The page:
The earlier suspicions of arson were quickly confirmed. But it was more than mischievous match play. It began to reveal the signs of a motivated arson.
From the ATF statement:
On December 13, 2008 the Central Mat-Su Fire Department and the Alaska State Fire Marshals Office contacted ATF Anchorage Field Office and requested assistance in investigating the fire that occurred on December 12, 2008. The on-site investigation revealed an ignitable accelerant that had been poured on and around the exterior of the church in multiple locations, to include the entrances and exits. Evidence recovered from the fire scene was collected and retained by members of the Alaska State Crime Laboratory.
The type of accelerant used has not been identified. But, when they call in ATF, it's usually not about the alcohol and tobacco.
The day after the fire, the editorial writer for the Mat-Su Valley Frontiersman, still reacting to the news, likened the burning of a church to an act of terrorism. The traces of accelerant, at several locations around the building, "including entrances and exits," would seem to lend a little more gravitas to the Frontiersman's opinion.
But, if the fire was deliberately set by someone who was 'motivated', the questions remain -- who did it? and why? S. J. Komarnitsky, reporting for the Anchorage Daily News writes:
The Friday-night blaze caused an estimated $1 million in damage to the 2-1/2-year-old building and displaced one of the largest congregations in the Valley. Five church members were inside when the blaze started, but they were able to get out safely after the fire alarm sounded.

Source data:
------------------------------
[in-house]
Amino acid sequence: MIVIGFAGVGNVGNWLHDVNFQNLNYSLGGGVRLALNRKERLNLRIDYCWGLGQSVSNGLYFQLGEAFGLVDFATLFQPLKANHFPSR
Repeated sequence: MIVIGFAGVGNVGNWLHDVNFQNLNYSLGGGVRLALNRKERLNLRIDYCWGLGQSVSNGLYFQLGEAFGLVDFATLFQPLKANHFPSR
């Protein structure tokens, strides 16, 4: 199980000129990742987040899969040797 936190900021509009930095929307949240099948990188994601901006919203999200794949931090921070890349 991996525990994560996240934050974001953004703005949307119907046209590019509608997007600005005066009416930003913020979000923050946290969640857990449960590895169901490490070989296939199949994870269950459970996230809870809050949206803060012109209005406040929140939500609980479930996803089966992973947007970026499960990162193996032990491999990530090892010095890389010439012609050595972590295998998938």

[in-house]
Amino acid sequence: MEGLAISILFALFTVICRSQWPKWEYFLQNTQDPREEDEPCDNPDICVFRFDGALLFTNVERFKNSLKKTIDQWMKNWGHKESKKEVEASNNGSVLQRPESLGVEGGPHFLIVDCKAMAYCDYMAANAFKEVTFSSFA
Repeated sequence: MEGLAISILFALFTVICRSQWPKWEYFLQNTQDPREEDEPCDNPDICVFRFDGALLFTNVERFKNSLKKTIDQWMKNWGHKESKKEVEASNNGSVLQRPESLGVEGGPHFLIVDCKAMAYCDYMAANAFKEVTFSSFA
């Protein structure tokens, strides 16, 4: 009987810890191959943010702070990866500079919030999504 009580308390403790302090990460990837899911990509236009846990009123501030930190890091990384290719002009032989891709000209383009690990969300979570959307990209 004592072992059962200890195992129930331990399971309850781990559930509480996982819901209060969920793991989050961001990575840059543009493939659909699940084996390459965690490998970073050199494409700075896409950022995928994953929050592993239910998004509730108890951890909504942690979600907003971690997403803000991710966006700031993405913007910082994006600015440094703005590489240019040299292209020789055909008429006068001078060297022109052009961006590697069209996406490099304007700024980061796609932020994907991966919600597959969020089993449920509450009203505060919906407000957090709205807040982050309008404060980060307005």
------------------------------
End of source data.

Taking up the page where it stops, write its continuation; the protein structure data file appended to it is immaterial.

The church, just off the Parks Highway on the western edge of town, conducts Sunday services attracting up to 1,000 people. Church members include many well-known Valley residents, including Palin, Rep. Wes Keller, R-Wasilla, and Rep. Carl Gatto, R-Palmer.
Palin's ties to the church have sparked widespread speculation about whether the person who lit the fire was motivated by that connection. However, Central Mat-Su Fire Department Chief James Steele said that idea remains in the realm of pure speculation.
"At this point, there is no information that we have that even points in that direction," he said.
Naturally because Governor Palin has such a high profile, state-wide and now country-wide, it is tempting to imagine an arsonist with some sort of Palin Derangement Syndrome. But it would be foolish to jump to that conclusion at this juncture. Heck, if and when the crime is solved, it might turn out that it was motivated by something very petty and small -- a grudge, an estrangement, a custody battle, a gambling debt, insurance fraud, a broken heart. Who knows?